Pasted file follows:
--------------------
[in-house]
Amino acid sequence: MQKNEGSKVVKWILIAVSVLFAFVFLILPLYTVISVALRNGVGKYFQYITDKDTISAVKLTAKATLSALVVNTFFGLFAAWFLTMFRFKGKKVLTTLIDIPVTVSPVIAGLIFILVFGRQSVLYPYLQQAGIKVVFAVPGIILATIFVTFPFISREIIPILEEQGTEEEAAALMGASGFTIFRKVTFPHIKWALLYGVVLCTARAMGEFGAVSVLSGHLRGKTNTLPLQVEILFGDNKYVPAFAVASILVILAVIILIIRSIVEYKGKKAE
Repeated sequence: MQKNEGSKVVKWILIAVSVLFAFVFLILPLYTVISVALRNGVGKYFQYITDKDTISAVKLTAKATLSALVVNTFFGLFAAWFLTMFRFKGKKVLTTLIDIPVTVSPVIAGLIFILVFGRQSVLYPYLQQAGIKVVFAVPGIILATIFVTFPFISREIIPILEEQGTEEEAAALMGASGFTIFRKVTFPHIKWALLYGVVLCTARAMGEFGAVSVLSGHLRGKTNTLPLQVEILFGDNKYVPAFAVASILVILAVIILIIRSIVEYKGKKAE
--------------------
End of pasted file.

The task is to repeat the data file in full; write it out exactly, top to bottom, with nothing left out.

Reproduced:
[in-house]
Amino acid sequence: MQKNEGSKVVKWILIAVSVLFAFVFLILPLYTVISVALRNGVGKYFQYITDKDTISAVKLTAKATLSALVVNTFFGLFAAWFLTMFRFKGKKVLTTLIDIPVTVSPVIAGLIFILVFGRQSVLYPYLQQAGIKVVFAVPGIILATIFVTFPFISREIIPILEEQGTEEEAAALMGASGFTIFRKVTFPHIKWALLYGVVLCTARAMGEFGAVSVLSGHLRGKTNTLPLQVEILFGDNKYVPAFAVASILVILAVIILIIRSIVEYKGKKAE
Repeated sequence: MQKNEGSKVVKWILIAVSVLFAFVFLILPLYTVISVALRNGVGKYFQYITDKDTISAVKLTAKATLSALVVNTFFGLFAAWFLTMFRFKGKKVLTTLIDIPVTVSPVIAGLIFILVFGRQSVLYPYLQQAGIKVVFAVPGIILATIFVTFPFISREIIPILEEQGTEEEAAALMGASGFTIFRKVTFPHIKWALLYGVVLCTARAMGEFGAVSVLSGHLRGKTNTLPLQVEILFGDNKYVPAFAVASILVILAVIILIIRSIVEYKGKKAE